A Delaware man went to war during the American Revolution. For entertainment, he brought with him two fighting cocks. When asked about these chickens, the soldier said slyly: "They are the chick’s of a blue hen I have at home."
Well, these cocks could fight! They were so fierce, they caused quite a stir among the men. It did not take long for the Delaware troops to begin boasting among the troops from the other states that they could out-fight anyone, just like those famous fighting cocks. "We’re the Blue Hen’s Chickens. We will fight to the end!" became the theme of the Delaware troops. The other troops took to calling the men from Delaware "The Blue Hen’s Chicks", and to this day, Delaware is known as the Blue Hen State.
Gouverneur Morris, American minister to the court of Louis XVI, was considerably enriched, at the close of the reign of terror, by plate, jewels, furniture, paintings, coaches, and so on, left in his charge by members of the French nobility, that they might not be confiscated in the sack of the city.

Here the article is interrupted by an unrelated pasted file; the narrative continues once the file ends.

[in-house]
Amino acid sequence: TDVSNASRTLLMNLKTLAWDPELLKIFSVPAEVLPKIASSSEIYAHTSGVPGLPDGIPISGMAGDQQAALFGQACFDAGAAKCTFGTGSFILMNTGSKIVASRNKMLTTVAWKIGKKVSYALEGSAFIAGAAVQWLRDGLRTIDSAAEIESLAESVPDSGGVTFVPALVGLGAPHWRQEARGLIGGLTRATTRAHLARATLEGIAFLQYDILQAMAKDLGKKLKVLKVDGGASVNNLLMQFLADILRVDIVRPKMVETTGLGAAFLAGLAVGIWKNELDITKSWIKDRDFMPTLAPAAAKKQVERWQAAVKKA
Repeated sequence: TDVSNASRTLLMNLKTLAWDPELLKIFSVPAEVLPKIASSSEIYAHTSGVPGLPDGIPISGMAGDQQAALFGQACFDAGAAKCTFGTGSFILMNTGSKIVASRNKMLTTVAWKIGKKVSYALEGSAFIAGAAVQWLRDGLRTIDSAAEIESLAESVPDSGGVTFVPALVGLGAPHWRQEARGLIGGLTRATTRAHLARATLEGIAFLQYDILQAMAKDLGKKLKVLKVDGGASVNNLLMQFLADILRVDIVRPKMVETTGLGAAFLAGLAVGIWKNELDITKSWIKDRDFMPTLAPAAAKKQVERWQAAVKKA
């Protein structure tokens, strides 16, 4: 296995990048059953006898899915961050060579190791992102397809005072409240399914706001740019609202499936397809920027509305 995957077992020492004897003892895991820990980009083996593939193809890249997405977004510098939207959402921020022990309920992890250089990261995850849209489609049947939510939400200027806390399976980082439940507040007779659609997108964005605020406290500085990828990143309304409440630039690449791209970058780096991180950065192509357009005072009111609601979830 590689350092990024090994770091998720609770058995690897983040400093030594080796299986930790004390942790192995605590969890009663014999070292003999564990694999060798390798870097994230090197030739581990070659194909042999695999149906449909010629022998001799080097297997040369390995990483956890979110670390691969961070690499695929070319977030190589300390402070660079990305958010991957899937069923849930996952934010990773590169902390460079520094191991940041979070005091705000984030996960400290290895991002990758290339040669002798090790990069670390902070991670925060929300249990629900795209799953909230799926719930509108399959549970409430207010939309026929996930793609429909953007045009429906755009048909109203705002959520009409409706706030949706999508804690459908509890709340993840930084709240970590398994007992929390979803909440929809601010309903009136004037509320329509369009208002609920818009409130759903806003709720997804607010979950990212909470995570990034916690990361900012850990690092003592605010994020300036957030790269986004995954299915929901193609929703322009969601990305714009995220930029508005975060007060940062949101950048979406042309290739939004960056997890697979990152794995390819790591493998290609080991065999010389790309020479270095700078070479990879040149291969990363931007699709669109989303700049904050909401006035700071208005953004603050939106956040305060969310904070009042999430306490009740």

Some years before the outbreak of the Civil War, a man with his wife and daughter took up their residence in a log cabin at the foot of Sunrise Rock, near Chattanooga, Tennessee. It seemed probable that they had known better days, for the head of the household was believed to get his living through “writin’ or book-larnin’,” but was fairly useless at hunting and farming.
Wallen’s Ridge, a rough eminence about a dozen miles from Chattanooga, Tennessee, was once an abiding place of Cherokee Indians, among whom lived Arinook, their medicine-man, and his daughter. The girl was pure and fair, and when a passing hunter from another tribe saw her one day at the door of her father’s home he was so struck with her charm of person and her engaging manner that he resolved not to return to his people until he had won her for his wife.